[Remember] Ways to Reduce Mooring Accidents

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[Remember] Ways to Reduce Mooring Accidents

Mooring

Mooring operations are one of the dangerous tasks onboard ships.  The dangers associated with mooring operations are very real, regardless of experience.  The smallest of lapses, even those far from the mooring deck, can have significant consequences during mooring operations.  There have been various innovations across the maritime industry like the automated mooring technology, to reduce the hazards associated with traditional mooring systems.  Still majority of vessels rely on mooring arrangements involving ropes and winches.  These systems have benefits, as they are flexible and enable berthing at most ports.  However, the risks associated with operating traditional mooring systems continue to increase as vessels become larger.

Risks involved in mooring:

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  • Poor overview
  • Stopper breaks
  • Oil leak from winch – slip/injury
  • Too cold
  • Crossing line
  • Sea rising
  • Lines in mess on mooring boat
  • Wires/ropes tight and slack/or different material, elasticity and breaking strength
  • Line thrown without telling docker
  • Strong current
  • Moving to and fro
  • Standing in a bight
  • Too many turns (on the drum)
  • Sitting on a line
  • Untidy lines
  • Wrong outfit
  • Mess on the quay
  • Line caught in fender
  • Telling off/bad communication
  • Lines lying too long in sun & water
  • Language confusion
  • Bad lighting
  • Poor communication between pilot & captain & tug
  • Line ‘singing’ before it parts
  • Wet paint
  • Unaware of risk, being in snap back zone
  • Standing on the line
  • Draught changed
  • Line comes off bollard – steep angle
  • Line round propeller
  • Several lines on same bollard

These mooring incidents when analysed can be categorised into four safety factor groups:

  • Individual actions – observable behaviour/action by operational crew.
  • Local shipboard conditions – include aspects of the shipboard environment that influence individual actions, such as fatigue, weather, ship motion, workload, skills, knowledge and competency.
  • Organisational influences – include organisational shortfalls in areas such as; safety management systems, supervision, training and onshore support.
  • Design and equipment – design shortfalls or component failures, for example mooring line parted.

Hierarchy of controls:

The effective ways to control mooring risk can be better explained through the Hierarchy of controls. 

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  • Address the source of the hazards
  • Eliminate hazards by physical efforts.
  • Replace the hazard wherever possible.
  • Avoid people from hazard.
  • Customise or change work strategy of the people
  • Conduct safety meetings, briefings and training
  • Display incident photographs
  • Include incident details in a bulletin
  • Inspect all equipment regularly.
  • Review of procedures.

Importance of Communication in mooring activities:

Communication is identified as a common contributing factor to mooring incidents.  Increased risk exists when various work groups do not have a clear understanding of each other’s tasks and actions.  when a number of teams or groups such as the bridge team, ship mooring parties, tug crews, lines boats and shore gangs are involved in mooring, effective communication becomes critical.  Factors like distance, line of sight, language, culture, radio communication, background noise and other factors can further complicate communication.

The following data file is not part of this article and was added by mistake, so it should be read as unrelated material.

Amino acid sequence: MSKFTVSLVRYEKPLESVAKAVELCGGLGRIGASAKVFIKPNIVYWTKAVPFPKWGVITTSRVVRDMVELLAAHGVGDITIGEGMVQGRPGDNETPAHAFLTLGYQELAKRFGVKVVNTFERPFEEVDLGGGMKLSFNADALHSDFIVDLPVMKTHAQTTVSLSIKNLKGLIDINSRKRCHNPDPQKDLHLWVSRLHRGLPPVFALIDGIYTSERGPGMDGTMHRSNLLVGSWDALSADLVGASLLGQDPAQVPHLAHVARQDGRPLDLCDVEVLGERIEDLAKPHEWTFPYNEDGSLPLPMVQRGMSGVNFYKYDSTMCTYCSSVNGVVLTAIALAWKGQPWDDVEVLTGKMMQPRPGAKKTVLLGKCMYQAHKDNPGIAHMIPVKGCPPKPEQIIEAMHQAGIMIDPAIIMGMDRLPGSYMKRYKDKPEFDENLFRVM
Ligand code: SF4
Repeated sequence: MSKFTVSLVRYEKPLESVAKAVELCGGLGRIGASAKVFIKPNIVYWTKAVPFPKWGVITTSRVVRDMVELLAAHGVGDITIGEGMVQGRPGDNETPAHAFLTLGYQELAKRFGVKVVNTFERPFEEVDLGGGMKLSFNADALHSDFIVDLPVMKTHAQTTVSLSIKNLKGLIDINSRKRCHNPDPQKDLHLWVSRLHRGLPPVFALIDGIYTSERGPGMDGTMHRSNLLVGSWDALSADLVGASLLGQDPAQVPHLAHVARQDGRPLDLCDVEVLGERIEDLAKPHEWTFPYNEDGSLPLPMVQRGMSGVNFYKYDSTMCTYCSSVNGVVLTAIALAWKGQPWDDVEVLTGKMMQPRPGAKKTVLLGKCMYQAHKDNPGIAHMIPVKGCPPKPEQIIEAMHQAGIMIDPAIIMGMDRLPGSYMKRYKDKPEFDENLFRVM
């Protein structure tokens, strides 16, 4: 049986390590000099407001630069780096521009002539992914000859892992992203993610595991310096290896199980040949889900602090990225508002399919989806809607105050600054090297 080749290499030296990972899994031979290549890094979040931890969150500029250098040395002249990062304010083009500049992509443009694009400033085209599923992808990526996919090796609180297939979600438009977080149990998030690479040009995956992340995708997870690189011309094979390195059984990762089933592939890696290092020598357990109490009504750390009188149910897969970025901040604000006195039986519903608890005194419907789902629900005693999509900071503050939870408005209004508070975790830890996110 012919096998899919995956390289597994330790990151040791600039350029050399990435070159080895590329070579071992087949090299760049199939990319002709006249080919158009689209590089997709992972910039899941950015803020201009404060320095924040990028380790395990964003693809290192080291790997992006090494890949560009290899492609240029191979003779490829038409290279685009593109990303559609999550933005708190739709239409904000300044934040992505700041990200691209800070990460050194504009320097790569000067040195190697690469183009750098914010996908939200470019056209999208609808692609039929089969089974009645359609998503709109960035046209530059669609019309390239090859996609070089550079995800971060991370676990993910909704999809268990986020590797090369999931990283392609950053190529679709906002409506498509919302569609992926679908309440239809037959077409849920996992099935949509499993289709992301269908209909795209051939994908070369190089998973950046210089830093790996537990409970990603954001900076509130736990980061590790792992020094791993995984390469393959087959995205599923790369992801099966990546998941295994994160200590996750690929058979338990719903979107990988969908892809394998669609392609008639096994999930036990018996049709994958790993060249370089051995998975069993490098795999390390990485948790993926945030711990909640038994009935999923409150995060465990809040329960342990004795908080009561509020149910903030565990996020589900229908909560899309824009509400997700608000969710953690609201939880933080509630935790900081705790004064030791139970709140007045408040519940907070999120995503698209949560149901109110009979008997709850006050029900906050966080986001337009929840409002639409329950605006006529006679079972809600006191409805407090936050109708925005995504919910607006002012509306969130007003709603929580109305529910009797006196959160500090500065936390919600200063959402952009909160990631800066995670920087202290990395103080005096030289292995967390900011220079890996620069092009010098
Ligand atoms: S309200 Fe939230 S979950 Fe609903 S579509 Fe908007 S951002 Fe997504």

Points to be remembered while mooring:

  • Make use of the Hierarchy of Controls and always try to eliminate hazards where possible
  • Ensure all equipment, especially mooring lines, are maintained in good condition
  • Maintain clear and effective communications between all stations
  • Take the opportunity to learn from incidents, whether they are yours or others
  • Be proactive and identify weaknesses that could lead to accidents during normal operations.

10 RULES OF THUMB:

  1. Always wear the correct personal protective equipment (PPE), which is an important part of proper preparation considering that PPE is the last line of defence.
  2. Always consider whether you are in a snap back zone and never stand on either an open line or a closed bight of line.  Keep an eye out for all members of the team.  If you think they are in an unsafe position, alert them.
  3. All operations need to be carried out calmly without rushing about.  Rushing leads to slips, trips and falls.
  4. Never lose sight of what is going on around you and have an escape route from any likely danger (that is, avoid being trapped against the bulwark or other obstacle when a line parts).
  5. Always put an eye onto a bollard or bitts by holding the eye either on its side or by a messenger line to avoid getting fingers trapped against the bollard if the line suddenly snaps tight.
  6. Never heave blindly on a line when no one is watching what is happening at the other end.
  7. Never try to be heroic by jumping onto a line that is clearly running over the side and out of control as you are likely to go overboard with it.
  8. Never run more than one line around a fairlead sheave as the lines chafe through quicklier and the sheave is really only strong enough to take the load of a single line under tension.
  9. Never use any equipment that is obviously faulty.  If you notice damage, then it should be reported and an alternative arrangement for the mooring line used.
  10. Never let go of a mooring line under heavy load without determining first why the load is so heavy and then taking the proper precautions if it must be let go.

Mooring Do’s and Dont’s:

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